Creating Rich Links in Keyboard Maestro

I write a lot of things in a plain text format known as Markdown. It provides a set of standardised ways to mark up text for processing into other formats (such as HTML), whereby formatting and other rich content elements are applied. I write all of my blog posts in this format, and also posts for other sites where I publish and contribute. One of these sites is Buy Me a Coffee (BMAC), a site where you can donate to my coffee fund if you like the stuff I do. It is also where I post each month to let everyone know what I have been up to. It regularly surprises me just how much content and support to other Internet denizens I’ve actually provided during the course of a month!

Over the course of the month I jot down notes in Drafts, and then in the following month I write these up, in Markdown ready for posting. Unfortunately, BMAC does not support Markdown, but it does support rich text.

A Blanket Approach in Drafts

Fortunately for me, Drafts supports creating rich text from Drafts content, and I just so happen to have an action in the ThoughtAsylum - Export/Import/Share action group that supports that.

TAD-Copy as Rich Text
Converts Markdown to rich text and places it on the clipboard. If no text is selected, the content of the entire draft will be converted and copied. If a text selection is made, then only that selected text will be converted and copied to the clipboard. The styling is based on the definition of the STYLE template tag.

This means that I can generally just run this on my monthly draft, and paste the results into my BMAC post.

However, sometimes I want to add extra bits as I review my post, and in particular, the links prove to be fiddly to work with. This lead me to look into creating a small Keyboard Maestro macro to help me out, and it can be applied to any web site that supports rich text through an editor.

A Targeted Approach in Keyboard Maestro

First of all, let me set out a simple example to illustrate how I use a Keyboard Maestro macro to help me to quickly convert a link specified in Markdown to a rich text link.

An initial piece of text containing a link might look something like this.

I select the text that comprises the link, and then trigger the macro.

The macro grabs the content of the selection, parses it to determine what is the link text and what is the URL, places a rich-text-based linked version of the text on the system clipboard, and then pastes it over the current selection.

The Keyboard Maestro macro being used looks like this, and I keep it in a group of macros that are only enabled when I am using Safari.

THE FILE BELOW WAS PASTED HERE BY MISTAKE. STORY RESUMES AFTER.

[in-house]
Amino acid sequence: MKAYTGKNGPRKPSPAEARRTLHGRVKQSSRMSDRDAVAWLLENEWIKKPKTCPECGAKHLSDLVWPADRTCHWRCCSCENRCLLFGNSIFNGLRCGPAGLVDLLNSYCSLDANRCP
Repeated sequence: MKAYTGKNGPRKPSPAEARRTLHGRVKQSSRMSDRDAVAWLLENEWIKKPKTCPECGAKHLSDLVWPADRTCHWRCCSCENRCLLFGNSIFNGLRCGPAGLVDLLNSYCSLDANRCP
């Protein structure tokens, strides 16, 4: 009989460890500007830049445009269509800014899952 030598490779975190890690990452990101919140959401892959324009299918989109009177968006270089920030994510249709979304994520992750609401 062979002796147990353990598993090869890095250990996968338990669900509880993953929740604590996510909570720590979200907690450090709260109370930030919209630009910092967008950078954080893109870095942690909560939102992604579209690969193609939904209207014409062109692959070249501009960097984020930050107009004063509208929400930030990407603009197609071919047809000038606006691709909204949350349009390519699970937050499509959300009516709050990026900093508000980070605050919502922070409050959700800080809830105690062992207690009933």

There are several interesting elements to the macro, that I’ll cover as I walk through it.

Firstly, I am using ⌘K to trigger the macro as this is a common keyboard shortcut for adding a hyperlink. In the macro, when triggered, the URL of the current tab in Safari is checked to see if it is a post creation URL for BMAC. If it is not, then the key press will be passed on. So, for example, this does not interfere with the use of ⌘K in GMail to create a link. Of course, if we are in a BMAC post page, then the special processing will be carried out.

The macro uses a subroutine I’ve covered before that grabs the current text selection. You can, of course, download a copy of the ‘Get Current Selection’ Keyboard Maestro macro subroutine.

Next a regular expression is used to identify the text and link defined in the selection, and to store them in separate variables.

Once the elements of the link are extracted, I use the textutil command line utility to convert an HTML version of the link (which I build via an echo command) to rich text. This rich text output is pushed directly to the clipboard. After a brief pause, the macro then triggers a paste.

Hopefully, that gives you an idea of how the macro works and how to change it if you want to use it on other sites, or want to use it to convert other Markdown formats to rich text.


While most of my needs are met via Drafts for this specific scenario, Keyboard Maestro gives me an extra tool on my belt when it comes to quick additions, and for where the content is not starting out in Drafts. While the macro is not particularly large or complex I figured others might find it useful to see how I tackled this, and I’m sure there are other ways too, but this felt pretty clean and streamlined to me. It is also really fast - much faster than the original version I began with which interacted with the UI on the BMAC web page!

I guess, given the nature of this post, I should also point out that if you happen to want to buy me a coffee, you can do so via the button below.

Author: Stephen Millard
Tags: | keyboard maestro | drafts |

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